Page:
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Re: #428 Accept-Language ordering for identical qvalues

From: Amos Jeffries <squid3@treenet.co.nz>
Date: Sat, 19 Jan 2013 17:29:20 +1300
Message-ID: <50FA2120.8000008@treenet.co.nz>
To: Nicholas Shanks <nickshanks@nickshanks.com>
CC: "Roy T. Fielding" <fielding@gbiv.com>, Julian Reschke <julian.reschke@gmx.de>, ietf-http-wg@w3.org
On 19/01/2013 1:50 a.m., Nicholas Shanks wrote:
>>> On 2013-01-18 09:46, Amos Jeffries wrote:
>>>> I'm with Roy on this one. It's not adding any new requirement about
> I feel I concur with Julian the most.
> On 18 January 2013 12:11, Roy T. Fielding <fielding@gbiv.com> wrote:
>> Yes.  It would also be conformant to send Mäori text.
> Use a macron or leave it off ;-)
> [Option-a] [a] on a Mac with one of the "Extended" keyboard layouts
>> Ignoring the preferences sent in Accept-Language is conforming behavior.
>> Conformance is not a relevant issue here.  What matters is what the
>> user actually prefers. It is my opinion that when a user sets an
>> Accept-Language header to
>>    Accept-Language: en, de
>> what they are actually saying is that they accept both languages
>> but would prefer en if the de representation is no better.
> You cannot assume that. They are either using a broken client, or both
> are acceptable. Please don't change the standard to accomodate broken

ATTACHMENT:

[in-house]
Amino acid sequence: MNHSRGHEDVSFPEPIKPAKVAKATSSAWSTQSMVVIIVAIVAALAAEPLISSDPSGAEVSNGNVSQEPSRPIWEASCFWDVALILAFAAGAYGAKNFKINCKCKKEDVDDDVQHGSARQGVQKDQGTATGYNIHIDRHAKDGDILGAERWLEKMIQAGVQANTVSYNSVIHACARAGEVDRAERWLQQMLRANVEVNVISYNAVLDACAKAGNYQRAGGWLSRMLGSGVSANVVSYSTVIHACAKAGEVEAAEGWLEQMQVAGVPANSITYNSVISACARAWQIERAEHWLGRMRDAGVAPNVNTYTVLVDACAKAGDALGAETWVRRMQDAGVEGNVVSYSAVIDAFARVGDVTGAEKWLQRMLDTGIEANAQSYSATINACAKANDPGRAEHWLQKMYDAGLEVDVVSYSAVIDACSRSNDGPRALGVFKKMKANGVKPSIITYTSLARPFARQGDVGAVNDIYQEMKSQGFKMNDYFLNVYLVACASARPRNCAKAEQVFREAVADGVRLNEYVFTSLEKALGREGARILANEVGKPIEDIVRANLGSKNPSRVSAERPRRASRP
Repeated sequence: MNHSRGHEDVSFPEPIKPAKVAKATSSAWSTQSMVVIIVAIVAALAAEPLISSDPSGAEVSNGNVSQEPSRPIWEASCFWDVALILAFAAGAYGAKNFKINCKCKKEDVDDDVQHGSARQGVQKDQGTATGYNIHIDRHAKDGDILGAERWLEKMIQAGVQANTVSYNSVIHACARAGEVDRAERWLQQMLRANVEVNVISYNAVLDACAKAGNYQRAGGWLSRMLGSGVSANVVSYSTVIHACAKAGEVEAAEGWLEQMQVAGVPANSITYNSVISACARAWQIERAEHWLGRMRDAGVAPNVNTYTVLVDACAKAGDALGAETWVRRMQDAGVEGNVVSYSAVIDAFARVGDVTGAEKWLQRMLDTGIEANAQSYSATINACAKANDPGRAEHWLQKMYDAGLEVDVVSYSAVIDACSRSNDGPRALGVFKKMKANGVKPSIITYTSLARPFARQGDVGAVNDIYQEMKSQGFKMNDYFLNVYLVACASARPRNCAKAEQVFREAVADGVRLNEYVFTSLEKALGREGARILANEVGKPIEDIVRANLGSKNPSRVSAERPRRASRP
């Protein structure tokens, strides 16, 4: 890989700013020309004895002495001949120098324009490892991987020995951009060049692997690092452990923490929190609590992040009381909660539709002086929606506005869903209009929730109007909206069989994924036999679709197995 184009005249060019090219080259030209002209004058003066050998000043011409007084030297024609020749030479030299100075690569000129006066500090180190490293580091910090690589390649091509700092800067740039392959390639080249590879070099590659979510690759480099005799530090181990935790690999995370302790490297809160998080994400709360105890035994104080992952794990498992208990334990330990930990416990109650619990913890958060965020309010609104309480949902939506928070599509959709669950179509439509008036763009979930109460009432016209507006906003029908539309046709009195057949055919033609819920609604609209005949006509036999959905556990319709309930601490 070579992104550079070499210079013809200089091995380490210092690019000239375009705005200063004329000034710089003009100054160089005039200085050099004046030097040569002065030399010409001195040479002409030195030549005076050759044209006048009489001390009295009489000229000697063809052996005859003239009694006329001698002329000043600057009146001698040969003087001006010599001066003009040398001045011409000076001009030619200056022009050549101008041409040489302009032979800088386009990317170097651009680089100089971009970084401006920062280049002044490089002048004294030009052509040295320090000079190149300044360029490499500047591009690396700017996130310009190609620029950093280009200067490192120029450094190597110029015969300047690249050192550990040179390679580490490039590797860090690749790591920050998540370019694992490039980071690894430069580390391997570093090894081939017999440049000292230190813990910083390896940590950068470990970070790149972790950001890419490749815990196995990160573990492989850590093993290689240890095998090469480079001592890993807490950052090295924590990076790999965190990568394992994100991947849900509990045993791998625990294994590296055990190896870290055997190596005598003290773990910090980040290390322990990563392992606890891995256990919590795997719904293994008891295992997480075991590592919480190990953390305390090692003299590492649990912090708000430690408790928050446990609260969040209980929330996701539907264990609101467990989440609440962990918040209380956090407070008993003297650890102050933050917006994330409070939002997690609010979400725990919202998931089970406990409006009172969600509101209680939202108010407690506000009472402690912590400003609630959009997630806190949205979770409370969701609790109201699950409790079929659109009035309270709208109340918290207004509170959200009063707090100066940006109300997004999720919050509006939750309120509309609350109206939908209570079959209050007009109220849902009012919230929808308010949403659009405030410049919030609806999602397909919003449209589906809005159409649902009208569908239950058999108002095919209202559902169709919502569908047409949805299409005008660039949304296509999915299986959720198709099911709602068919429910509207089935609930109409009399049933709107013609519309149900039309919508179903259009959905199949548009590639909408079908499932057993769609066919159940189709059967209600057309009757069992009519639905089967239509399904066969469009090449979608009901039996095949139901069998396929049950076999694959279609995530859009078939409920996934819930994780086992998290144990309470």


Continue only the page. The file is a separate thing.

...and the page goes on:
> clients, especially as these are going to become fewer in number as
> time progresses and machines get upgraded.
>> The reason I believe this is because user agents that allow a
>> user to send such a header field have explicitly instructed the
>> user that the field is ordered (or based the value on some other
>> ordered list for the host UI, as is the case for some cell phones).
> All UAs I know of that allow users to set an ordered list of
> languages, also send auto-generated q-values.
> Do you actually have any statistics to back up your belief, or is it
> just a gut feeling?
> Some numbers to say that "versions x and earlier of so-and-so browser
> on X-series phones allow users to define an ordered list but do not
> send q-values; those browsers currently have a worldwide market share
> of 0.0001%" would be useful to know whether it's worth ignoring such
> broken UAs to pandering to them.
> FWIW, my usual AL string, in browsers that let you set one, is:
> "en-GB, en-IE, en-AU, en-US;q=0, en;q=0.95, fr;q=0.5, de;q=0.5,
> zh-Hant;q=0.1, *;q=0.2"
> My goals should be self-evident from the q-values, specifically to get
> english, french or german, to demote 'complicated' Han script and fall
> back to anything else. The US thing is to see if sites are actually
> obeying my preferences (I get many more "y'all"s than 406's sadly!)

According to the 2616 spec we are quibbling over you would get en-GB, 
en-IE, or en-AU if any of them were available. These being assumed to be 
q=1 and all equal valued; one is supposed to be selected *randomly*.

Now suppose you had a blog page with each comment loaded by XHR as a 
separate GET request using that AL header and auto-translation of 
comments - your page looks like a group of multi-cultural responses some 
possibly with pidgin-English style wording despite probably all actually 
being en-US text to begin with. AND if you refresh the page everybodies 
language changes from what it was last load.

Versus a server which assumed en-GB, en-IE, en-AU were equal q=1 and 
ordered by preference would supply you with the en-GB for each response 
part of the page.

Which is the better outcome for web developers to rely on?
Which one is easier for servers to write fast code for?

Received on Saturday, 19 January 2013 04:29:52 UTC

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